This new legislation dictates that that people that wish to go bankrupt must first do an IRS approved CCC educational course six months prior to filing for the bankruptcy.Personally, I am very much in favor of this educational approach. What I do not favor, however, is that it must be through a consumer credit counseling agency.

The IRS has only approved about 40 companies nationwide to be non-profit CCCs and that can deliver this education. That means that there are thousands of CCCs that were not really non-profit and only out for the buck.

Cambridge Credit Counseling is just like one of those companies and they were recently fined 4.2 million dollars by the federal governement due to unethical practices.

In my research CCCs have the most number of complaints against them than any other debt relief program, including debt settlement and bankruptcy. Now that says something.

MBNA paid for this new bankruptcy bill that has been effected which dictates the use of consumer credit counseling companies, that has to say something about who benefits from people using CCCs. Hint: it is not the consumer!!

So, if you are thinking of using a CCC make sure that you really need the use of one, and that the company truly is responsible.Jae


CCCS - An Insider's View

I held a day job with Consumer Credit Counseling Services/Money Management International, the largest non-profit credit-counseling agency in the U.S. Their corporate office is in Houston at 9009 West Loop South, Suite 700 in the Aramco building off 610.

During my two years of employment with the company I noticed things that the public may be interested in. The main situation, which troubles me, regards a supervisor of the intake phone-counseling department at the corporate office here in Houston. Company policy and the policies of The National Federation of Consumer Counseling (which CCS is a member of) require that the $35.00 monthly contribution be waved to any client who can't afford to pay it.

At CCCS/MMI only the Team Mangers have authority to waive the contribution. Despite these requirements, the Team Manger, Jabbar Johnson, never waved a fee in the two years, which I worked there. He lowered it on occasion, but rarely even though client’s budgets often reflected the need for the contribution to be waived or lowered.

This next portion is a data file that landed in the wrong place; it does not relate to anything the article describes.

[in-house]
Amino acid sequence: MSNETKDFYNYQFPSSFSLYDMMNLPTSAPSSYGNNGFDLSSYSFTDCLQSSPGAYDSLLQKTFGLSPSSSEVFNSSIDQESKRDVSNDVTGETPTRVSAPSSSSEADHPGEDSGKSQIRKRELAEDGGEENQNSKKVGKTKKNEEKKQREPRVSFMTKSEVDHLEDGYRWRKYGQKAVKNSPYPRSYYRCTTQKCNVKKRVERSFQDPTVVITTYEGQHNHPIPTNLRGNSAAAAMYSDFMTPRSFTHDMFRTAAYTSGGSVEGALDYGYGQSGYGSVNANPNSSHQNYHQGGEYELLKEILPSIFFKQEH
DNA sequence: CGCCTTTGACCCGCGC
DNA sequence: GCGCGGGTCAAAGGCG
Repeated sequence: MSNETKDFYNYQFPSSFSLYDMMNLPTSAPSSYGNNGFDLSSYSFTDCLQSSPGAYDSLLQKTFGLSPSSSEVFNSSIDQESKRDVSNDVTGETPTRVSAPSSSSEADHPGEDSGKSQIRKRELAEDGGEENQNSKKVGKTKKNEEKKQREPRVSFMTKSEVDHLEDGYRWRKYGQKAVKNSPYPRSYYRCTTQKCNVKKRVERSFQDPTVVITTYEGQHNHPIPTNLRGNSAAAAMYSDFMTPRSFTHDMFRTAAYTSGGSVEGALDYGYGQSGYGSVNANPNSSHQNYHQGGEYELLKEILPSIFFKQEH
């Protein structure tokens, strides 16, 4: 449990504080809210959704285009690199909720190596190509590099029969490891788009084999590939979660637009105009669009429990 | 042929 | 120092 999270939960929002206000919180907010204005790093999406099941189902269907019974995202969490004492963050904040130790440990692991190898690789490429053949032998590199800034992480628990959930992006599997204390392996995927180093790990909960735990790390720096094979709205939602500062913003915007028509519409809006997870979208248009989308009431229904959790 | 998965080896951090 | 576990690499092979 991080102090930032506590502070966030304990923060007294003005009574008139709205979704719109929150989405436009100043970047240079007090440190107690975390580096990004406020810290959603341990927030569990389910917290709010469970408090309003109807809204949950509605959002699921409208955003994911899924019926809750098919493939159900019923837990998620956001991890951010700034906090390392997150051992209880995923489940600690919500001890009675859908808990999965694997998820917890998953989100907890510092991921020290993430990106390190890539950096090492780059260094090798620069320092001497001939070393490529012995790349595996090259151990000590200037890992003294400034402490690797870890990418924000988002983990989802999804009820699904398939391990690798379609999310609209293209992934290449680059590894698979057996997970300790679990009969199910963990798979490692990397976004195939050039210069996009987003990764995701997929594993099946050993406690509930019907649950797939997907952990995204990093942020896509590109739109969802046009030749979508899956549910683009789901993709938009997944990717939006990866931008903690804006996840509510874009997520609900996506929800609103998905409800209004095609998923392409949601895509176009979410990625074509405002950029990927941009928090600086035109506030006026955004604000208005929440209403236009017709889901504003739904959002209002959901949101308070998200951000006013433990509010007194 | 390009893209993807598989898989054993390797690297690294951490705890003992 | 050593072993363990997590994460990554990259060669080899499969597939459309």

Many clients of CCCS/MMI have total incomes of less than $300.00 per month as many are on Disability and Social Security. CCCS/MMI is a non-profit company and it operates off money from the $35.00 monthly contributions of clients and the fair share contributions of creditors. This Team Manger, Jabbar, who would not waive a contribution, did however utilize the company to aid his brother.

On several occasions, he took all 15 employees on his team, who are each paid hourly, off the phones and to a meeting that had nothing to do with CCS/MMI. These mandatory meetings were for Jabbar's brother, Deon, to pitch his physical fitness business, "Fitness Solutions.”

A formal complaint was made to Jabbar’s manger and the company's response was that even though the meetings were mandatory it was not mandatory that the employees hire Deon as their physical fitness trainer. The company stood by the use of company funds to help Jabbar's brother pitch his fitness business. In fact, after the complaint was made, Deon, who is not an employee CCCS/MMI, conducted other sale pitches on company time.

November 3, 2005


Credit Cards Victimize Working Families

A new survey finds that low- and middle-income families are acquiring credit card debt to pay for essentials at the same time that business practices in the credit card industry are making this debt more costly and harder to manage.

This survey from Demos and the Center for Responsible Lending comes just five days before the new bankruptcy bill becomes effective and undermines consumers' ability to recover from heavy debt. Research shows that credit card debt in America has almost tripled since 1989 and now stands at $800 billion.

In addition, owing largely to job instability and medical costs, bankruptcies rose from 616,000 in 1989 to over 1.8 million in 2004.

"American families are facing financial hardship not experienced for generations, and we commissioned this survey to tell us precisely why they are turning to credit cards so often" says Tamara Draut, Director of the Economic Opportunity Program at Demos and co-author of the report.

"The results are clear: wages have stagnated while medical and housing costs have skyrocketed, and if confronted with a layoff or health emergency there are few, if any, personal or public safety nets adequate enough to help in a crisis. Households are turning to high-cost credit cards to keep afloat."

The bankruptcy bill was passed, in part, based on a stereotype that credit card debt results from extravagant and irresponsible use. The Demos/CRL survey contradicts that widespread belief, showing that lower-income families, by and large, are using credit cards judiciously and trying to pay them down responsibly.

Among the findings in the survey:

• Seven out of 10 low- and middle-income households reported using their credit cards as a safety net — relying on credit to pay for car repairs, basic living expenses, medical expenses or house repairs.
• Households that reported a recent job loss or unemployment, and those without health insurance, were almost twice as likely to use credit cards for basic living expenses.
• Households that used home equity to pay off credit card debt did not gain net benefits. Respondents who reported paying off some credit card debt by refinancing their mortgages reduced their home equity, on average, by $12,000 while retaining average credit card debt of $14,000 — 18% more debt than homeowners in the survey who had refinanced without paying down credit card debt.